Buce's Underbelly Liveblogs World War II: June 30, 1942: What Did We Know and When Did We Know It? An Anniversary Footnote
SATURDAY, JUNE 30, 2012: As the Holocaust fades into history, one persistent cloud is the question of who knew what, when. People of a certain age probably remember stories of the shock and horror that overcame the first Western soldiers when they opened the death camps at the end of the War in 1945. In the fifties for a time, the chant of "we never knew! We never knew!" became a kind of bleakly comic tag line. My guess is that as time passes, the conviction grows that well, yes, Hitler did awful things but if we had known about it we would have done something.
For perspective, here's text from the New York Times for 70 years ago today, June 30, 1942.
A Vast Slaughterhouse: 1,000,000 Jews Slain by Nazis, Report Says
London, June 29 (U.P.)--The Germans have massacred more than 1,000,000 Jews since he war began in carrying out Adolf Hitler's proclaimed policy of exterminating the people, spokesmen for the World Jewish Congress charged today.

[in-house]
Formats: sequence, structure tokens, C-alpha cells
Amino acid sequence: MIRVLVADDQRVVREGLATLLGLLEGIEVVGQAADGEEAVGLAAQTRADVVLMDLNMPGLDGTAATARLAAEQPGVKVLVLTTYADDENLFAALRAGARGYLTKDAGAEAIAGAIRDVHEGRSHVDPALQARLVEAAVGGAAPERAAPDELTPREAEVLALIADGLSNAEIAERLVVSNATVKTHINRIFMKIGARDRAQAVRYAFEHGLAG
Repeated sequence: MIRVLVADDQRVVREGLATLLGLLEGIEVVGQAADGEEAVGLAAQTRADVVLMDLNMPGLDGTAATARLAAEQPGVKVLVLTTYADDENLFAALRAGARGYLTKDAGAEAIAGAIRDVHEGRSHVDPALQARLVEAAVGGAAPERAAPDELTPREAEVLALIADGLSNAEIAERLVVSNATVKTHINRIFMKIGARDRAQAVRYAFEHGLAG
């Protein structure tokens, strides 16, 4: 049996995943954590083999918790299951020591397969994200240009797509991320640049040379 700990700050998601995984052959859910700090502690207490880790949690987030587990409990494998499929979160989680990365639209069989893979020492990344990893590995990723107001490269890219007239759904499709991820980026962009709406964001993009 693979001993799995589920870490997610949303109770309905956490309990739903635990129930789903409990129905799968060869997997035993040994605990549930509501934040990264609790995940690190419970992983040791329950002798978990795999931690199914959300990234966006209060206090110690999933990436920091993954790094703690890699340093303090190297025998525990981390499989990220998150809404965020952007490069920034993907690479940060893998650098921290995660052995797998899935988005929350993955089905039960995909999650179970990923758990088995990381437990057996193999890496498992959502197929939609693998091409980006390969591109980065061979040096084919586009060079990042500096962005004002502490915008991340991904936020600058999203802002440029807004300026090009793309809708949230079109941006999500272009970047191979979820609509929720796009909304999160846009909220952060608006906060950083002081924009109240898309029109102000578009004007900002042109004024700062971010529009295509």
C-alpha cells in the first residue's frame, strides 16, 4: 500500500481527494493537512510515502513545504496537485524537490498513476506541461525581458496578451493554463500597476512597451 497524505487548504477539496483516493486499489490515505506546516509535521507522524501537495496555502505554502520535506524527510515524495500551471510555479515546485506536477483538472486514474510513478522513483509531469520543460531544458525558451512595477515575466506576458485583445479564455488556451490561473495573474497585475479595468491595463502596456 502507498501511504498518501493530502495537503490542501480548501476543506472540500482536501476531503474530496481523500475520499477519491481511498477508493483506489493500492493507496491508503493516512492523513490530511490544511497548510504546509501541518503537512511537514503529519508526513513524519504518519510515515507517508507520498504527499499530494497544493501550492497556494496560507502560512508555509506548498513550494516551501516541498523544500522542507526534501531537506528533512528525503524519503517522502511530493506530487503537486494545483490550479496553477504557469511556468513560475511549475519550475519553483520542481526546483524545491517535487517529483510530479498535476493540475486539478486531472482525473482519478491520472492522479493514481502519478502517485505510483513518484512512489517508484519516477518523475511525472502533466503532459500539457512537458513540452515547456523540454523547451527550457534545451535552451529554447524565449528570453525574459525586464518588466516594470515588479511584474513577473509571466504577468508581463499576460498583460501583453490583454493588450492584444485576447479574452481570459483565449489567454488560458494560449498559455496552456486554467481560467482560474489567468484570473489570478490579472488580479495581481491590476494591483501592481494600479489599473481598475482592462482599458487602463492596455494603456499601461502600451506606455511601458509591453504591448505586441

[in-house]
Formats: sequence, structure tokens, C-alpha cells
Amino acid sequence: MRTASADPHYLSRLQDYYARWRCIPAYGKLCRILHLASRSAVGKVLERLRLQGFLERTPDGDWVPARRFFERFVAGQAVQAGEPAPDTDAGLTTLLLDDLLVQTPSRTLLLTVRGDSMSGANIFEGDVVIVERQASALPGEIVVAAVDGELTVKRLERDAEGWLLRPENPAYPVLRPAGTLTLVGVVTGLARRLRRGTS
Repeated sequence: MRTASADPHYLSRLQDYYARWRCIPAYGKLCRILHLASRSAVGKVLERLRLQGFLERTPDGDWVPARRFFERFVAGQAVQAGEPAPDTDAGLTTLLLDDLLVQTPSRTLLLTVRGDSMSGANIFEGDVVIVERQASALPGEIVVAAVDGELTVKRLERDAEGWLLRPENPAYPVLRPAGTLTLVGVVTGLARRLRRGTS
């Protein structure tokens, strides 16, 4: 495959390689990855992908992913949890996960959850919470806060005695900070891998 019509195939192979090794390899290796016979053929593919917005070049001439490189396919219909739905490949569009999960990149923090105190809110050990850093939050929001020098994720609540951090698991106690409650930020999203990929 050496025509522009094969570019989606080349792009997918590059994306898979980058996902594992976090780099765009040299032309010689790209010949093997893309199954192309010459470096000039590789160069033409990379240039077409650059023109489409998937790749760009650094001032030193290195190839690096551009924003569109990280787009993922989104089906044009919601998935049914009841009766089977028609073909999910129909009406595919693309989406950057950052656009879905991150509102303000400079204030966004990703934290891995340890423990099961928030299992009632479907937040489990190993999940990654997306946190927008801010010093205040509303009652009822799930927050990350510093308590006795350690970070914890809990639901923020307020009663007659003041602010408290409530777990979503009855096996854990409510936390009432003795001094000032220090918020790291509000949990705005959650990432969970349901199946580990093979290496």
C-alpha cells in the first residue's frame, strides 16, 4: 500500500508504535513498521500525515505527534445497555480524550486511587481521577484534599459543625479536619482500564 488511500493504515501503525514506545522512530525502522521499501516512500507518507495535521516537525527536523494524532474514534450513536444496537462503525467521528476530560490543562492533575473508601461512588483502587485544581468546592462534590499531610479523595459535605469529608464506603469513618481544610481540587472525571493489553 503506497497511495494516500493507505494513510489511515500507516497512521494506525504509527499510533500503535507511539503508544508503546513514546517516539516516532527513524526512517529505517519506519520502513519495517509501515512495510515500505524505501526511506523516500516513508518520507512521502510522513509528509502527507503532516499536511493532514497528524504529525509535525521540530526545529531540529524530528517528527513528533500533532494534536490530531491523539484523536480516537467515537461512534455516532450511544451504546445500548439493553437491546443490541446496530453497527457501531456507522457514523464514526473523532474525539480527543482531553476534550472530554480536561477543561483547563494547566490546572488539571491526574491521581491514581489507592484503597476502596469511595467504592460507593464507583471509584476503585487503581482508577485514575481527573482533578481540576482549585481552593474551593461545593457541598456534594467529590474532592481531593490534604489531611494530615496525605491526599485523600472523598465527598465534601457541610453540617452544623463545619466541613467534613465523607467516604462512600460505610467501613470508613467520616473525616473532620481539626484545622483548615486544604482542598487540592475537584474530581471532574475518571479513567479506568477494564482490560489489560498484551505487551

They said the Nazis had established a “vast slaughterhouse for Jews” in Eastern Europe and that reliable reports showed that 700,000 Jews already had been murdered in Lithuania and Poland, 125,000 in Rumania, 200,000 in Nazi-occupied parts of Russia and 100,000 in the rest of Europe. Thus about one-sixth of the pre-war Jewish population in Europe, estimated at 6,000,000 to 7,000.000 persons, had been wiped out in less than three years.
A report to the congress said that Jews, deported en masse to Central Poland from Germany, Austria, Czechoslovakia and the Netherlands, were being shot by firing squads at the rate of 1,000 daily.
Information received by the Polish Government in London confirmed that the Nazis had executed “several hundred thousand” Jews in Poland and that almost another million were imprisoned in ghettos.
A spokesman said 10,232 persons died in the Warsaw ghetto from hunger, disease, and other causes between April and June last year and that 4,000 children between the ages of 12 and 15 recently were removed from there by the gestapo to work on slave-labor farms.
The pre-Nazi Jewish population of Germany, totaling about 600,000 persons, was said to have been reduced to a little more than 100,000.
The New York Times, June 30, 1942, as reprinted in the Library of America, Reporting World War II: Volume I (1995).